The COVID-19 pandemic triggered an uptick in the number of crybercrimes across the globe, but such crimes have wreaked havoc on major businesses for much longer. A four-year transcontinental operation codenamed Quicksand carried out by 19 law enforcement agencies in 17 countries had a breakthrough. A global network of ransomware cybercrime was dismantled after seven crucial arrests were made by Interpol.

The operation, coordinated from INTERPOL's Cyber Fusion Centre in Singapore, focused on the crimes by major ransomware families, including GandCrab and Revil-Sodinokibi and the suspects behind them. These groups used malware for breaking into business and private networks, then encrypting their files and using that as leverage to blackmail companies and people into paying huge ransom.

Petya ransomware attack

According to Interpol's official statement, the suspects arrested in the operation are suspected to be behind demanding ransom worth more than EUR 200 million and tens of thousands of ransomware infections.

Public-private partnership

The Interpol said that the operation's success was possible through a public and private industry partnership. Companies like Trend Micro, CDI, Kaspersky Lab and Palo Alto Networks also contributed to investigations by sharing information and technical expertise. KPN, McAfee, S2W offered cyber and malware technical expertise to INTERPOL and its member countries. Bitdefender provided tailor-made decryption tools to unlock ransomware and enable victims to recover files, which helped more than 1,400 companies save nearly EUR 475 million in potential ransom.


"Ransomware has become too large of a threat for any entity or sector to address alone; the magnitude of this challenge urgently demands united global action which INTERPOL can uniquely facilitate as a neutral and trusted global partner," said INTERPOL Secretary General Jürgen Stock.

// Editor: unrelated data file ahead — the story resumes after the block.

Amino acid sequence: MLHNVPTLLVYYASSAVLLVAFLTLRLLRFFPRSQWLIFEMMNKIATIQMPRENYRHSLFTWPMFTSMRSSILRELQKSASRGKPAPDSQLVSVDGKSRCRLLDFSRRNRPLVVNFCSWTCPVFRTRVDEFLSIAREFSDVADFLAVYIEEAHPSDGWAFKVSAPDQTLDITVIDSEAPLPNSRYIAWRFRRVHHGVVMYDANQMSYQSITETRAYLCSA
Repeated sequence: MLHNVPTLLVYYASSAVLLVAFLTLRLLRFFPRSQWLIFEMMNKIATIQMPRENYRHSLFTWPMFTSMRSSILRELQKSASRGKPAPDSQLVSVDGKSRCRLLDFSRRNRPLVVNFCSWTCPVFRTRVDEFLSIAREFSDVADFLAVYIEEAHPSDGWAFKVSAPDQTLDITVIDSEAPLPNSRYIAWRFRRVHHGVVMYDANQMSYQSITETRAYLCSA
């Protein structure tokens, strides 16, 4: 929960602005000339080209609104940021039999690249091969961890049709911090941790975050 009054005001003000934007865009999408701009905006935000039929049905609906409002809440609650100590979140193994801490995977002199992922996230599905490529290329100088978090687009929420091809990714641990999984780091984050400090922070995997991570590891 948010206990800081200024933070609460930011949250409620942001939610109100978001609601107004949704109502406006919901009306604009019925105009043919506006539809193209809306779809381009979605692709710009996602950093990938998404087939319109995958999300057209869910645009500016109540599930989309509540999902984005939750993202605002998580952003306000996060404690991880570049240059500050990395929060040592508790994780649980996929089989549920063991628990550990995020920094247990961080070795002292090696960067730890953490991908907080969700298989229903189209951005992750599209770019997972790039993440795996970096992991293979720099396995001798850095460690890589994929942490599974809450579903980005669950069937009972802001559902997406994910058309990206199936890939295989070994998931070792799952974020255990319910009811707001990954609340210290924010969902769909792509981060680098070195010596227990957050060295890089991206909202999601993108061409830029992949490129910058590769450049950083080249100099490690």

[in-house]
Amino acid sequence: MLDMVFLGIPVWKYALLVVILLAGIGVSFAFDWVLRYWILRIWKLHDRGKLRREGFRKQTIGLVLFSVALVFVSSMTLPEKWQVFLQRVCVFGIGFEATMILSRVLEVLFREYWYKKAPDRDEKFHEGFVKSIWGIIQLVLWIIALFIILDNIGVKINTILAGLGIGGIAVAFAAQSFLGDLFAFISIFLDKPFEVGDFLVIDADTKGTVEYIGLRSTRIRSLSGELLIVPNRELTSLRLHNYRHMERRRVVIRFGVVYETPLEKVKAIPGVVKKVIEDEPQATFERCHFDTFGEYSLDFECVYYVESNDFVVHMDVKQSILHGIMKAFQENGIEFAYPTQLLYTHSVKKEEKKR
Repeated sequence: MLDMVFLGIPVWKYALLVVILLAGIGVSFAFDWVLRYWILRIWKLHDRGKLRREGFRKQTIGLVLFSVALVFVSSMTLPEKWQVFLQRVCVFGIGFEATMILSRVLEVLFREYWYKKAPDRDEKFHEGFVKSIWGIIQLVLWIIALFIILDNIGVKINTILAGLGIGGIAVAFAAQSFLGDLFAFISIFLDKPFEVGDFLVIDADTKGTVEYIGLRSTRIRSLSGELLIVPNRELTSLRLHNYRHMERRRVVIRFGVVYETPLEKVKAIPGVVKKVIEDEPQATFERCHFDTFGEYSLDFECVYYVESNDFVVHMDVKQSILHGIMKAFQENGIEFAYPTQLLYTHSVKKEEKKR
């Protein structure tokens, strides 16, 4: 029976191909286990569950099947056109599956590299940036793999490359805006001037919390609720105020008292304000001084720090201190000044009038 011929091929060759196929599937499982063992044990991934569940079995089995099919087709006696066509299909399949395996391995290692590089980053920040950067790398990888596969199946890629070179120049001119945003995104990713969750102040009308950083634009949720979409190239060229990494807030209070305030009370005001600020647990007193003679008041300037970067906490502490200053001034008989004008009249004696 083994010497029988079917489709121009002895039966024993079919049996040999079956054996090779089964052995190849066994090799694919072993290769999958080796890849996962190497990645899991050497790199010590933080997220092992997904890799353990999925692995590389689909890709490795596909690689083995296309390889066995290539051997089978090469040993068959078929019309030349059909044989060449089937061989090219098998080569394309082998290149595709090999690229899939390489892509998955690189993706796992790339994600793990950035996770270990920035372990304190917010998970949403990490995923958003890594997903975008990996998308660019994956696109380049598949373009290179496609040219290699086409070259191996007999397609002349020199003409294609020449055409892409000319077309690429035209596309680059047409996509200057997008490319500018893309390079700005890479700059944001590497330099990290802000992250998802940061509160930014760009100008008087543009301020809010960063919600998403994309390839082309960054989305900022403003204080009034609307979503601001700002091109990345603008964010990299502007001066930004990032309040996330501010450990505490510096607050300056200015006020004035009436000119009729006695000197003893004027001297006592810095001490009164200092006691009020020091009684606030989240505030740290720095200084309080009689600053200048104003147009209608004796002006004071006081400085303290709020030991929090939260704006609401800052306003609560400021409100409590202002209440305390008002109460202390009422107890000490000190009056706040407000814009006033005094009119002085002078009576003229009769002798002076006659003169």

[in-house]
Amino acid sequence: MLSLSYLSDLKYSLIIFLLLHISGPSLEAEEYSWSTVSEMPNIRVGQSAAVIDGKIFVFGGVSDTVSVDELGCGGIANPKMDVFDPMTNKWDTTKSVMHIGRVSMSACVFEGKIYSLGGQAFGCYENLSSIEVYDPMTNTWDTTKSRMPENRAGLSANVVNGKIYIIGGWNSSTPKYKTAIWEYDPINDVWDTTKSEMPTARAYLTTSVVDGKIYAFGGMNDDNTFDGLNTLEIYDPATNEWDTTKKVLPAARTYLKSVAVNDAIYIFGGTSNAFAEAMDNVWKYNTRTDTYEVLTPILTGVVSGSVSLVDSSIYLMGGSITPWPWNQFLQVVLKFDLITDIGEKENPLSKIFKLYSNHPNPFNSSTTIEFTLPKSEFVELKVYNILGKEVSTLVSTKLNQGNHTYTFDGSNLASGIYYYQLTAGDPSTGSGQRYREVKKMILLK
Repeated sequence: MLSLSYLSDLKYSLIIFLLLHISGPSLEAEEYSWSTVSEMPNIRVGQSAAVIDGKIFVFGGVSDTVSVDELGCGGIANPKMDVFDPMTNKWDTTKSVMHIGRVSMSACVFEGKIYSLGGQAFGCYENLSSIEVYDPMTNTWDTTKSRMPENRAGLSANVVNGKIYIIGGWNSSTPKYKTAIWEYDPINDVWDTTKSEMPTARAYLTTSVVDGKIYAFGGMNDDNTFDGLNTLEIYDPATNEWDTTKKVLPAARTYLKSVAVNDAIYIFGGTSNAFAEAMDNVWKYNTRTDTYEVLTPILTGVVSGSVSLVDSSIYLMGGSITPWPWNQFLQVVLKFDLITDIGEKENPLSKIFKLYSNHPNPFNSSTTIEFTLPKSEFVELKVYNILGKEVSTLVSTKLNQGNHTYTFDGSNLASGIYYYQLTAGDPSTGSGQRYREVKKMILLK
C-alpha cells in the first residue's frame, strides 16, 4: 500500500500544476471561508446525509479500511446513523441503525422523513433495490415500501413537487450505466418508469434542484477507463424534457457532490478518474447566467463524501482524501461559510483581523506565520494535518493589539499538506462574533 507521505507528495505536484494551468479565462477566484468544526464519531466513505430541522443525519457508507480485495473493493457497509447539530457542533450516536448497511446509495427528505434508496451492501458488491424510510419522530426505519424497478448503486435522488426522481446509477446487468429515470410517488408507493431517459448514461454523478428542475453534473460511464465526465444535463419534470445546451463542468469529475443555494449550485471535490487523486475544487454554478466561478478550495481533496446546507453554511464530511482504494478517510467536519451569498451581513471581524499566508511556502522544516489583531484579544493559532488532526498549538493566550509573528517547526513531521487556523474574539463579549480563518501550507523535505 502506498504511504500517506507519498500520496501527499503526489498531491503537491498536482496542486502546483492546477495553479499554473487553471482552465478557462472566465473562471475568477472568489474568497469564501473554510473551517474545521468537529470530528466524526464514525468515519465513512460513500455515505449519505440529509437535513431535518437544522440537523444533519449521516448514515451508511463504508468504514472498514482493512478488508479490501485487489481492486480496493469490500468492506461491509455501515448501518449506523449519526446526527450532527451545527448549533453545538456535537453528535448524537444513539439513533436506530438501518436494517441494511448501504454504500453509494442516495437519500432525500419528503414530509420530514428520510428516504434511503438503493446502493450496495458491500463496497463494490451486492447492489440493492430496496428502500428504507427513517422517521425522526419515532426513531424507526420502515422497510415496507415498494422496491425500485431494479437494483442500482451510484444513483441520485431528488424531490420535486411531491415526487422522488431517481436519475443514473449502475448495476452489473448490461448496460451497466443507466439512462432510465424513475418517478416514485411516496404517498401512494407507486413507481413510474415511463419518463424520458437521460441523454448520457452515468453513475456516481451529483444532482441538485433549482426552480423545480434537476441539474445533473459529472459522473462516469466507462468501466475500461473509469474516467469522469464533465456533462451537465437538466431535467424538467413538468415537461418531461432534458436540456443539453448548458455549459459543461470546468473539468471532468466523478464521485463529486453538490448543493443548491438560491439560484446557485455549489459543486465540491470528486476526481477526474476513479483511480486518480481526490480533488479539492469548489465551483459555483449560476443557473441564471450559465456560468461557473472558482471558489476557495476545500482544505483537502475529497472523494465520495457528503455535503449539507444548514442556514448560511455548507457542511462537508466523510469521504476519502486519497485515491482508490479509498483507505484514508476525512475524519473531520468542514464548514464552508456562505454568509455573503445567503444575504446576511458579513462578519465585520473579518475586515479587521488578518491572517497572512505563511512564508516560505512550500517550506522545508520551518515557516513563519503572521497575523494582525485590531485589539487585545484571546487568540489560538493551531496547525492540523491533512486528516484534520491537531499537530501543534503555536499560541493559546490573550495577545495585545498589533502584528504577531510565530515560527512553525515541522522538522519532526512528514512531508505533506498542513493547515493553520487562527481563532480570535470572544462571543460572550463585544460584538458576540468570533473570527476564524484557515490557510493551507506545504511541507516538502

"Policing needs to harness the insights of the cyber security industry to identify and disrupt cyber criminals as part of a true coalition, working together to reduce the global impact of ransomware cybercrime," added the Secretary General.

According to Chainalysis, cybercriminals made $350 million in 2020 from ransomware payouts, which is a 311 percent spike in one year. Operation Quicksand is not done yet, as it continues to crack down on ransomware crimes and cryptocurrency laundering by providing evidence for further investigations.

INTERPOL's private partners and member countries work together to provide support to victims hit by the ransomware. Participating countries included Australia, Belgium, Canada, France, Germany, The Netherlands, Luxembourg, Norway, Philippines, Poland, Romania, South Korea, Sweden, Switzerland, Kuwait, the United Kingdom and The United States.

Crucial arrests made globally

Here's a highlight of crucial arrests that were made with the help of intelligence that was exchanged during the operation:

  1. Korean law enforcement arrested three suspects in February, April and October
  2. Kuwaiti authorities arrested a man thought to have carried out ransomware attacks using the GandGrab ransomware
  3. Romanian authorities arrested two individuals suspected of ransomware cyber-attacks and believed to be responsible for 5,000 infections as well as half a million euros profit in ransom payments
  4. Man believed to be responsible for the Kaseya ransomware attack, thought to have been carried out last July by the REvil gang with more than 1,500 people and 1,000 businesses affected worldwide was also arrested.